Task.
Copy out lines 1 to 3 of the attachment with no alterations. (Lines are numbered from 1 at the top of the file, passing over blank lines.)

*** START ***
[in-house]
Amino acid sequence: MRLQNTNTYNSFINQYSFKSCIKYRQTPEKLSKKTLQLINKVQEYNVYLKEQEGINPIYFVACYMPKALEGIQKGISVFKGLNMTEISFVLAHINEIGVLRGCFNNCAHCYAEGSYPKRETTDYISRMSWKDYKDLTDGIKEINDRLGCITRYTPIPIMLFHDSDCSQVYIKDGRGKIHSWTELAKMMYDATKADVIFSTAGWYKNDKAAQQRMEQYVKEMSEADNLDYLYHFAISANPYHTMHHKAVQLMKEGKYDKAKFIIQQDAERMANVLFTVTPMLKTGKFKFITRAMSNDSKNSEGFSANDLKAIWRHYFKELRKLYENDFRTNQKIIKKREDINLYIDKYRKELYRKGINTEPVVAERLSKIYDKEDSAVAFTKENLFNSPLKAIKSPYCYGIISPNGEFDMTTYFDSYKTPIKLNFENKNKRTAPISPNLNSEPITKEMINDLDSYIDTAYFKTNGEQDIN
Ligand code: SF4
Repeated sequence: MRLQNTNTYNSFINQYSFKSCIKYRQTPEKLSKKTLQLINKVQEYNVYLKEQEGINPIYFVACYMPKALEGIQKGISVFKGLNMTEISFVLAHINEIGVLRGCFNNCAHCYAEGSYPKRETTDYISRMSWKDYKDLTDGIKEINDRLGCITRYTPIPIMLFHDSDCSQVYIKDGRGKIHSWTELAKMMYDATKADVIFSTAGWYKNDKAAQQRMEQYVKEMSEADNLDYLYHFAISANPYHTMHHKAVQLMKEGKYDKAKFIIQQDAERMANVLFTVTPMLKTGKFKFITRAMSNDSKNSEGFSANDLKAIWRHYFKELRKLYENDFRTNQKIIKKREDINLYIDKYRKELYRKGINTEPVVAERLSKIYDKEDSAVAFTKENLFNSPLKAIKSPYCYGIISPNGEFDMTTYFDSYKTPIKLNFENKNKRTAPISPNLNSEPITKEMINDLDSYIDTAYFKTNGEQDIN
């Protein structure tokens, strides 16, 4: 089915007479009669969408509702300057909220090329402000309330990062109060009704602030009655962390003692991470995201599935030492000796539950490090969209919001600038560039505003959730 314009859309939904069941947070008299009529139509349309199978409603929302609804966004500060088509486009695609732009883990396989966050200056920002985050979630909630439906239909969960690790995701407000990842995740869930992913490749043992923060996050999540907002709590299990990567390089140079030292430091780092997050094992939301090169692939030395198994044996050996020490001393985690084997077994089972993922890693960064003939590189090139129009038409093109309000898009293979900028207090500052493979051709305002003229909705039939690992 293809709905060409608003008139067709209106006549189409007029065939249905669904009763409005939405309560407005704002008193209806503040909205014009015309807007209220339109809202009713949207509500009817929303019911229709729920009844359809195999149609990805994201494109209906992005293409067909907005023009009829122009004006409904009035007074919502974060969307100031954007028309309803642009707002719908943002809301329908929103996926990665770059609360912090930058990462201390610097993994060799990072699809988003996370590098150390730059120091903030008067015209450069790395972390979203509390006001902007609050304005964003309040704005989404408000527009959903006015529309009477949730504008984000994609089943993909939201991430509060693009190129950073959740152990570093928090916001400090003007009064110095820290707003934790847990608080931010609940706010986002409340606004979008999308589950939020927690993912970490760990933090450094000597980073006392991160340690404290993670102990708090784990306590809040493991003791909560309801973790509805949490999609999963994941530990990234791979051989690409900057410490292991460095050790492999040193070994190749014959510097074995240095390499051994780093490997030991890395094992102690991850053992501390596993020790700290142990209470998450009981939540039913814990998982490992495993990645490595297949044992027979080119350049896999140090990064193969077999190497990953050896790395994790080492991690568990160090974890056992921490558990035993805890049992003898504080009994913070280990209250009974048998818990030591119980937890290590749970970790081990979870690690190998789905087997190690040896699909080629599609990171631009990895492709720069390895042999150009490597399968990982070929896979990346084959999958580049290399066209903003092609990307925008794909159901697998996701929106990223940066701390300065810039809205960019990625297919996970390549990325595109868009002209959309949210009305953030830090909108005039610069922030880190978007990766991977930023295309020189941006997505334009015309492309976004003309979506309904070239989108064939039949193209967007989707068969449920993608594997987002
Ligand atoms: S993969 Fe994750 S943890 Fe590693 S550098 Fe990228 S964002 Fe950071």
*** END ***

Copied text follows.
[in-house]
Amino acid sequence: MRLQNTNTYNSFINQYSFKSCIKYRQTPEKLSKKTLQLINKVQEYNVYLKEQEGINPIYFVACYMPKALEGIQKGISVFKGLNMTEISFVLAHINEIGVLRGCFNNCAHCYAEGSYPKRETTDYISRMSWKDYKDLTDGIKEINDRLGCITRYTPIPIMLFHDSDCSQVYIKDGRGKIHSWTELAKMMYDATKADVIFSTAGWYKNDKAAQQRMEQYVKEMSEADNLDYLYHFAISANPYHTMHHKAVQLMKEGKYDKAKFIIQQDAERMANVLFTVTPMLKTGKFKFITRAMSNDSKNSEGFSANDLKAIWRHYFKELRKLYENDFRTNQKIIKKREDINLYIDKYRKELYRKGINTEPVVAERLSKIYDKEDSAVAFTKENLFNSPLKAIKSPYCYGIISPNGEFDMTTYFDSYKTPIKLNFENKNKRTAPISPNLNSEPITKEMINDLDSYIDTAYFKTNGEQDIN
Ligand code: SF4